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Carla Fried: For 20-somethings, how to choose the right retirement account

Carla Fried, on

Published in Home and Consumer News

According to the IRS, in 2018 more than 34 million taxpayers in their 20s were eligible to contribute to an individual retirement account (IRA). Fewer than 5% did so.

Of course, some may be doing some retirement saving through work. But even if you’re a 20-something with a workplace 401(k), an IRA — specifically a Roth IRA — is the smartest retirement move to make. The IRS estimates only 1.25 million 20-somethings contributed to a Roth IRA in 2018.

If you’re a parent, grandparent, aunt or uncle who is looking for a way to help a 20-something build financial security, keep in mind it’s totally kosher to gift them money to contribute to a Roth IRA as long as they have earned income equal to their Roth IRA contribution.

The blown opportunity of not saving in a Roth IRA

The absurdity of our retirement system is that it requires people in their 20s to choose to save money they won’t use for 40 or 50 years, and the same system does a lousy job explaining why waiting a decade (or two, or three) to focus on retirement saving is a huge miss.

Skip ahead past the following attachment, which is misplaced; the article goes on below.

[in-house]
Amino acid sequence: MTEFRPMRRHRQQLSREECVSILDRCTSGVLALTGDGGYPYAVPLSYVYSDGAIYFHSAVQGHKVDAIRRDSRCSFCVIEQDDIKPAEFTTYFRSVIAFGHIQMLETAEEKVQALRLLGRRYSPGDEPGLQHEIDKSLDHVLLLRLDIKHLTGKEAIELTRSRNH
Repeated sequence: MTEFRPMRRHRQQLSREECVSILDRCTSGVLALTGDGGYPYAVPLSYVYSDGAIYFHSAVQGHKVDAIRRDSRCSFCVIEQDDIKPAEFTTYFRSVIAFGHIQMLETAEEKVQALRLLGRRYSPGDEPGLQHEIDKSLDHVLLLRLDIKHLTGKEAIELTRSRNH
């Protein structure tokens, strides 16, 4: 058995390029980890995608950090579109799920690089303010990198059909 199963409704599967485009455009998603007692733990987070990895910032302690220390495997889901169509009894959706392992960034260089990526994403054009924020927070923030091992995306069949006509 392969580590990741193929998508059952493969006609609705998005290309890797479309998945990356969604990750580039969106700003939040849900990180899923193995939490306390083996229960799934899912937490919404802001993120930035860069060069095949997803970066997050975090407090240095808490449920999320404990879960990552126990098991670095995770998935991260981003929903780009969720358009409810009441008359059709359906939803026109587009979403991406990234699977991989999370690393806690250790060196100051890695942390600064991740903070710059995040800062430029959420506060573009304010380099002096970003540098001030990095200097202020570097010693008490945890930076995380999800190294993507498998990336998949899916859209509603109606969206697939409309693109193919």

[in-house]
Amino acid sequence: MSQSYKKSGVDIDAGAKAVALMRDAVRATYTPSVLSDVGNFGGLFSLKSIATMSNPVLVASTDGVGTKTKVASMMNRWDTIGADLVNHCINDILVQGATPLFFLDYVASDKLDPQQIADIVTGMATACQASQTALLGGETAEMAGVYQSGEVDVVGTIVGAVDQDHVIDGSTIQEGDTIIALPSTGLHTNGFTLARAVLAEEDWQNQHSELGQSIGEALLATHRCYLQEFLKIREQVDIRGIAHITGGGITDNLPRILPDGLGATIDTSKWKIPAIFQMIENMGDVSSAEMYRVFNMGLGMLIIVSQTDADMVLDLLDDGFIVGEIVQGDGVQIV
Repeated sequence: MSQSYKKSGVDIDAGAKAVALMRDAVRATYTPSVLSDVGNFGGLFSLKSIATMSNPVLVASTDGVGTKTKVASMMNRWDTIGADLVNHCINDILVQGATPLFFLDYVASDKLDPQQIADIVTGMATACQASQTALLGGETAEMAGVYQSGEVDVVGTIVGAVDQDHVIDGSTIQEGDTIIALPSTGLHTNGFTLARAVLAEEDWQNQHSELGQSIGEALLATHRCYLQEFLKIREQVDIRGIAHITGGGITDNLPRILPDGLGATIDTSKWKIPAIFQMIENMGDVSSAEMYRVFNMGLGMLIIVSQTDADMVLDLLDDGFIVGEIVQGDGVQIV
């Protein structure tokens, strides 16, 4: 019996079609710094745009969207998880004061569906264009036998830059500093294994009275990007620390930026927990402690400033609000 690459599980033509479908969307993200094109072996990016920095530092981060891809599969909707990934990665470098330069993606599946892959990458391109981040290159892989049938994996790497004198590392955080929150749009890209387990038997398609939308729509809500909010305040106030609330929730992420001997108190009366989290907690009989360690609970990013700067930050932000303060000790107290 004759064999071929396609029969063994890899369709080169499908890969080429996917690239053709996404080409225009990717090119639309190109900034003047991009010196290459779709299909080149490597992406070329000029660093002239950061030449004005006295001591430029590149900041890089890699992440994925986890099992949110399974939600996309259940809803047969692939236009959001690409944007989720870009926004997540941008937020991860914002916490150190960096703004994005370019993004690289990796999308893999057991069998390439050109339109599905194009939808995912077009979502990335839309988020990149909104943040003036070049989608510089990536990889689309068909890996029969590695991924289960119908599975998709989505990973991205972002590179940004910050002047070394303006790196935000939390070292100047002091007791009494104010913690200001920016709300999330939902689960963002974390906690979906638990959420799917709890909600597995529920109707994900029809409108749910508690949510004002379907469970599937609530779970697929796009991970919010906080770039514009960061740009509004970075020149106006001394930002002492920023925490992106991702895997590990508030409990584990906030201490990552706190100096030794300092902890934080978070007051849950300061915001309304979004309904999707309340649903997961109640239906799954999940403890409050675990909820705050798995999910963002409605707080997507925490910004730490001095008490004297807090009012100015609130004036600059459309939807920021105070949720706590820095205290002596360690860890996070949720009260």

Here’s the sales pitch: Your 20s are the optimal time to take advantage of compound growth. A dollar invested at 25 has 45 years to grow before you retire at 70. A dollar invested at age 40 has just 30 years. Sounds like a big “so what?” It’s anything but. That time is the secret sauce of investing for retirement.


Invest $100 a week starting at age 25 and keep it up for 45 years, and you will have nearly $882,000, assuming a conservative 5% annualized rate of return. Start at age 40 and you will have less than $362,00 at age 70. If you wait until age 40 to get focused, you will need to save about $245 a week to end up with the same $882,000. That essentially means doing a lot more of the heavy lifting.

When you start at age 25, the sum of all those $100 weekly deposits will be $234,000. Start at 40 and you end up needing to save $380,000 to end up with the $882,000. That nearly $150,000 difference is simply the cost of not using compound growth to its full advantage.

Why Roths rule

IRAs, and many 401(k)s, come in two flavors: traditional or Roth. The only difference is when you pay tax. With a Roth IRA you pay the tax upfront because the money you invest is from income that has already been taxed.


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